David Puttnam, Roland Joffé, Chris Menges..... what a wonderful team whose individual creativity and collective synergy brought us two out-of-the-world pictures: "The Mission" & "The Killing Fields". Nothing to say about the former. Regarding the latter, the rich combination of such themes as ravages of war, power of friendship and unrequited loyalty makes it one of the powerful films in its genre and greatest films ever to have come out of the British cinema.
"The Killing Fields" takes us back to 1975s Phnom Penh, Cambodian capital, during which the communist guerrilla group Khmer Rouge led by Pol Pot seized the city, formed a new government and forced the dwellers to move to the countryside to work in collective farms and labor camps with the goal of restarting of civilization in "Year Zero". During the next 4 years of their rule, these "policies" caused the death of ~ 3 million people (one third of the population) either from execution, torture, starvation, overwork, and disease. Under this apocalyptic environment, "The Killing Fields" tells the true ordeal and survival story of Cambodian photojournalist, Dith Pran, who endured the atrocities of Khmer Rouge regime: captured, tortured, punished for befriending American journalists and forced to work in labor camps in barbaric conditions.
To me, the most impressive thing about "The Killing Fields" is the ravishing cinematography by Academy Award winner Chris Menges. From start to end, The photography is nothing but gorgeous. All shots are meticulously planned, properly balanced and perfectly contrasted, harmonizing the beauty of countryside with ravages of war. The colors are well saturated and look wonderful. Subtle details are well presented, sharp and clearly visible with an emphasis on naturalism.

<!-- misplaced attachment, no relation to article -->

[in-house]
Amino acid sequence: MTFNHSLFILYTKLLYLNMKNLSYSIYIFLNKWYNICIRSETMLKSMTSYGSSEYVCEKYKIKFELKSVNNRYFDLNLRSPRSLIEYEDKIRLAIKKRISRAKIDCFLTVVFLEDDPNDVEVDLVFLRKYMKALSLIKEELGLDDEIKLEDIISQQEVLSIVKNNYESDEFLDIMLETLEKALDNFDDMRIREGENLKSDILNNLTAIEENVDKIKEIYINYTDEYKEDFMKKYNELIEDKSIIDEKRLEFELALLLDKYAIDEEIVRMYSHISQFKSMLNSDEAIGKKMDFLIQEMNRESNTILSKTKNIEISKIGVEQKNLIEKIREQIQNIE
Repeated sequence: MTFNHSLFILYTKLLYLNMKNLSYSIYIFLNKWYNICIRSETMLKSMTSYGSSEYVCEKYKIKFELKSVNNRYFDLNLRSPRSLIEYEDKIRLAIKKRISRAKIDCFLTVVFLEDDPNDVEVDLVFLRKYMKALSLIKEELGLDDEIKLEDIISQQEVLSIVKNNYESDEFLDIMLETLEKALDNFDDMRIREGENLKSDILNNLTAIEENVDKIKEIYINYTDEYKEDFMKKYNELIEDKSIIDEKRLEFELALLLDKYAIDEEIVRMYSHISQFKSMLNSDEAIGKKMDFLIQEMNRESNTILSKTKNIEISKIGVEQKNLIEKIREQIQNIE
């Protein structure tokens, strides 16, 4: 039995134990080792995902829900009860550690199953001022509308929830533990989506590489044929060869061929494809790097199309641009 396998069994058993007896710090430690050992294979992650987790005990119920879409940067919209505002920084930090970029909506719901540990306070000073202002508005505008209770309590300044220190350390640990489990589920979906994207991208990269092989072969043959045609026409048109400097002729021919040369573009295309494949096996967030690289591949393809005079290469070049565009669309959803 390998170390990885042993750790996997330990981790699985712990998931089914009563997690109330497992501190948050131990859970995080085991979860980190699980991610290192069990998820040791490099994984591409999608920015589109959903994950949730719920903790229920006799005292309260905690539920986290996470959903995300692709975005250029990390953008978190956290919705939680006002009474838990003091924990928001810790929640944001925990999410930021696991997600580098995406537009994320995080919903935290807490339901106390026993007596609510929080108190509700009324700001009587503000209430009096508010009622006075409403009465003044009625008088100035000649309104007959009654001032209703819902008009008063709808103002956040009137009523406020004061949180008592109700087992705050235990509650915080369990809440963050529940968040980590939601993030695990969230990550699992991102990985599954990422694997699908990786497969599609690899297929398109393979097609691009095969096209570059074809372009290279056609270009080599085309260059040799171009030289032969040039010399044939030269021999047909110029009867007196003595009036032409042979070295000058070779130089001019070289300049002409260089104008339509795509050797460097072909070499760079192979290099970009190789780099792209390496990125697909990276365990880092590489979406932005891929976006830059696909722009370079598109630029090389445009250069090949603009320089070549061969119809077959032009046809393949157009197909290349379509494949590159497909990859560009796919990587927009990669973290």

The outstanding cinematography and the gritty realism of the story was further enhanced by the taut direction of Roland Joffé, whose documentary-like precision contributes to the film's overall power. His battle footage and portrayal of atrocities are mostly documentary nature, but not presented with "cheap" bloodfest where unnecessary amount of blood and gore paint the screen. Let's not forget to mention the outstandingly realistic performance of first-time actor Haing S. Ngor, who deserves to win Academy Award for Best Supporting Actor. Watching John Malkovich, playing the hot-tempered American war photographer Al Rockoff, is particularly enjoyable.
To sum up, "The Killing Fields" is not just an essential film from historical standpoint of Cambodian Holocaust of 1975-1979, but it is also powerful in its visual and emotional moments in an otherwise hopeless and ruthless situation. (4.4/5.0)